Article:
I've biked past the Museum of Jurassic Technology for days now, and decided this afternoon to stop and wander through. It is an odd, twilit, moth-eaten sort of a place, and I had the feeling I was the only one in there who wasn't a talented musician from Eastern Europe. The first exhibit described a rare bat from South America that focuses its echolocation soundwaves so intensely that they actually cross over the spectrum and become x-rays, thus enabling the bat to fly directly through solid objects. (Credulous as I am, I happily expounded on this extraordinary bat to my slightly smarter friends this evening, and they set me straight. Evidently you can't believe everything you read in museums.)
Then I found this amazing quote on an exhibit devoted to the art of the mobile home:
"The verb 'to dwell' has a distinct meaning. At one time it meant to hesitate, to linger, to delay; 'to dwell', like the verb 'to abide', simply means to pause, to stay put for a length of time; it implies we will eventually move on. So the dwelling place should perhaps be seen as temporary."
-J.B. Jackson, The Moveable Dwelling
The dwelling place should perhaps be seen as temporary. I like that. That's what meditation teaches us, after all. To take the long view, and realize that nothing stays, so why get so uptight about it? (I meditated this morning, can you tell? What with the chipper worldview and flitting around from topic to topic and all?)
Then, walking home, I passed not one, not two, but THREE places in which one could purchase a cupcake. And then I walked past the mother of the boys Xir recently befriended, the one with the amazing house, and she recognized me. I was so glad to run into her when I was relatively nicely dressed, doing something normal, and not accompanied by puking children. I feel it can only serve to elevate me in her eyes. Perhaps she will be a friend! How lovely it would be to have a friend in walking distance, with children of similar ages. Unimaginably lovely.
And, finally, checking my email upon my return I found a program at the Hammer museum combining group therapy and needlepoint. Free. Did I not just write about how therapeutic the making of things is? And was I not just telling myself that I ought to look into the practice of psychology a little more deeply before committing myself to a three-year graduate program?What an amazing answer to those unspoken queries, the little whispered longings of my soul for help.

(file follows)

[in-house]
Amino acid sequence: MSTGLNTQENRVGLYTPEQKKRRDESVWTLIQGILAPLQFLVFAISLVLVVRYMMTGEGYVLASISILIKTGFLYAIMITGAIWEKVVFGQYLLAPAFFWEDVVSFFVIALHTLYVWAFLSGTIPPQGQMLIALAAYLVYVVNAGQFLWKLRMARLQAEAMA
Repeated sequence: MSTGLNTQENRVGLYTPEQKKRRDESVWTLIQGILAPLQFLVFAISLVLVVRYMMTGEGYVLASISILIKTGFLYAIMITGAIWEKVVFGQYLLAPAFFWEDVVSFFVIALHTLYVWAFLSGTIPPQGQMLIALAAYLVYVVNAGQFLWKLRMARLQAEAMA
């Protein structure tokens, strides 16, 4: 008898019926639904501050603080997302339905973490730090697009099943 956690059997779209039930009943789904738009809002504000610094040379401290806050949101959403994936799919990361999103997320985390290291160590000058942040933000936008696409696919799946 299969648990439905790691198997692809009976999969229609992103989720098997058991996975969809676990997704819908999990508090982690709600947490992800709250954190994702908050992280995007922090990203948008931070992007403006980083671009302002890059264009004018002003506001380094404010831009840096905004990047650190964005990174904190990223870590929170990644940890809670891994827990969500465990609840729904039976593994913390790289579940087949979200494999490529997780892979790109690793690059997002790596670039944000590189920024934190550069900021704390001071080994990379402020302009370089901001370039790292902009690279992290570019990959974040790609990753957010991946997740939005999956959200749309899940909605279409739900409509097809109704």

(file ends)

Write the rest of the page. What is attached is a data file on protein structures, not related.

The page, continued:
Yet another exhibit at the Museum for Jurassic Technology was an exploration of the life work of Athanasius Kircher, who believed the world was composed of secret knots of magnetism. These secret knots were all interrelated and the changing of one would set all the others into motion. I felt those secret knots at work keenly today. And am headily grateful for it.
Biking to my friend's house for hand-shaken margaritas and laughing conversation later this evening, I watched the sun go down along the creek to this enchanting music. I want to share it with you in case there are any doldrums lurking about in any of your lives. I don't know of a single doldrum that can survive the playing of this song at high volume.
my least favorite thing about my house today: having to unfold and make the bed when I'd rather just fling myself rapturously into it.
my favorite thing about my house today: the leafy shadows my plants cast on the shower curtain as I bathe by candlelight.